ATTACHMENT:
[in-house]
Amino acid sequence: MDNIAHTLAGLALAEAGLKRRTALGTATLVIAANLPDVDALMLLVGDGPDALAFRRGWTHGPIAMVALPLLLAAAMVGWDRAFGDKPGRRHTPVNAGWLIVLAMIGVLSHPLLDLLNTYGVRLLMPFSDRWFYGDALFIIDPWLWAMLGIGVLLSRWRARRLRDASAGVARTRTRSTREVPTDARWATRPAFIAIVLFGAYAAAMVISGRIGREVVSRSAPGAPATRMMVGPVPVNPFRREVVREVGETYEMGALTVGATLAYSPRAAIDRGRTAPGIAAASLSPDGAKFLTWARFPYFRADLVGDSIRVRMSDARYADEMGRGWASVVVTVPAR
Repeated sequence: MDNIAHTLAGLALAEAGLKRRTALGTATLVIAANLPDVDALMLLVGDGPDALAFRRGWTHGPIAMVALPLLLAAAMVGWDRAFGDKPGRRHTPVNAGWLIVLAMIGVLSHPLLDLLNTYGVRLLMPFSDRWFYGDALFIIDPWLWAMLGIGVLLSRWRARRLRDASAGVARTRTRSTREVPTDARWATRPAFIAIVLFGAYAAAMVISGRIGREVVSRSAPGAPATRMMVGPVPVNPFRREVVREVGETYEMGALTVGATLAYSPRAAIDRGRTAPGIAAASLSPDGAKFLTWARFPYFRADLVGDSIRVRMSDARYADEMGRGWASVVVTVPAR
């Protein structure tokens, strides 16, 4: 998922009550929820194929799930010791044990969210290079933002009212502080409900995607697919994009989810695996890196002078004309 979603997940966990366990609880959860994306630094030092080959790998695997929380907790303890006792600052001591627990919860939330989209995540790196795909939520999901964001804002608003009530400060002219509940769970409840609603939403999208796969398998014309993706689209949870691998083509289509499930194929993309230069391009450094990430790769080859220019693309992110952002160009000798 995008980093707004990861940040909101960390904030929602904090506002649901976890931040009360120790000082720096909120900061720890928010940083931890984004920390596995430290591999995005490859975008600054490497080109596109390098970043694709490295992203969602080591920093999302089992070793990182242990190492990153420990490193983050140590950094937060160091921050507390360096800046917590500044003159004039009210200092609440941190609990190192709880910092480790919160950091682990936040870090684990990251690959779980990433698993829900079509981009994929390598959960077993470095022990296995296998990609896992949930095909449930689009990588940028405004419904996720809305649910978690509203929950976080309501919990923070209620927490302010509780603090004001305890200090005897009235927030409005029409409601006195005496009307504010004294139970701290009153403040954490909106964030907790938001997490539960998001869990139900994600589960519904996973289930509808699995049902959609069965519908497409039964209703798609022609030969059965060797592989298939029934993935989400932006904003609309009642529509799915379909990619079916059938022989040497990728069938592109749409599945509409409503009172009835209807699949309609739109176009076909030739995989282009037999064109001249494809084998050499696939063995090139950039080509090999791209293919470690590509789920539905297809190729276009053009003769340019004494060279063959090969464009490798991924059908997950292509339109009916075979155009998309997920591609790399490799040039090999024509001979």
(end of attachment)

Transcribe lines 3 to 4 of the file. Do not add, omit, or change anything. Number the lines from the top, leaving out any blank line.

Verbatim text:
Repeated sequence: MDNIAHTLAGLALAEAGLKRRTALGTATLVIAANLPDVDALMLLVGDGPDALAFRRGWTHGPIAMVALPLLLAAAMVGWDRAFGDKPGRRHTPVNAGWLIVLAMIGVLSHPLLDLLNTYGVRLLMPFSDRWFYGDALFIIDPWLWAMLGIGVLLSRWRARRLRDASAGVARTRTRSTREVPTDARWATRPAFIAIVLFGAYAAAMVISGRIGREVVSRSAPGAPATRMMVGPVPVNPFRREVVREVGETYEMGALTVGATLAYSPRAAIDRGRTAPGIAAASLSPDGAKFLTWARFPYFRADLVGDSIRVRMSDARYADEMGRGWASVVVTVPAR
């Protein structure tokens, strides 16, 4: 998922009550929820194929799930010791044990969210290079933002009212502080409900995607697919994009989810695996890196002078004309 979603997940966990366990609880959860994306630094030092080959790998695997929380907790303890006792600052001591627990919860939330989209995540790196795909939520999901964001804002608003009530400060002219509940769970409840609603939403999208796969398998014309993706689209949870691998083509289509499930194929993309230069391009450094990430790769080859220019693309992110952002160009000798 995008980093707004990861940040909101960390904030929602904090506002649901976890931040009360120790000082720096909120900061720890928010940083931890984004920390596995430290591999995005490859975008600054490497080109596109390098970043694709490295992203969602080591920093999302089992070793990182242990190492990153420990490193983050140590950094937060160091921050507390360096800046917590500044003159004039009210200092609440941190609990190192709880910092480790919160950091682990936040870090684990990251690959779980990433698993829900079509981009994929390598959960077993470095022990296995296998990609896992949930095909449930689009990588940028405004419904996720809305649910978690509203929950976080309501919990923070209620927490302010509780603090004001305890200090005897009235927030409005029409409601006195005496009307504010004294139970701290009153403040954490909106964030907790938001997490539960998001869990139900994600589960519904996973289930509808699995049902959609069965519908497409039964209703798609022609030969059965060797592989298939029934993935989400932006904003609309009642529509799915379909990619079916059938022989040497990728069938592109749409599945509409409503009172009835209807699949309609739109176009076909030739995989282009037999064109001249494809084998050499696939063995090139950039080509090999791209293919470690590509789920539905297809190729276009053009003769340019004494060279063959090969464009490798991924059908997950292509339109009916075979155009998309997920591609790399490799040039090999024509001979």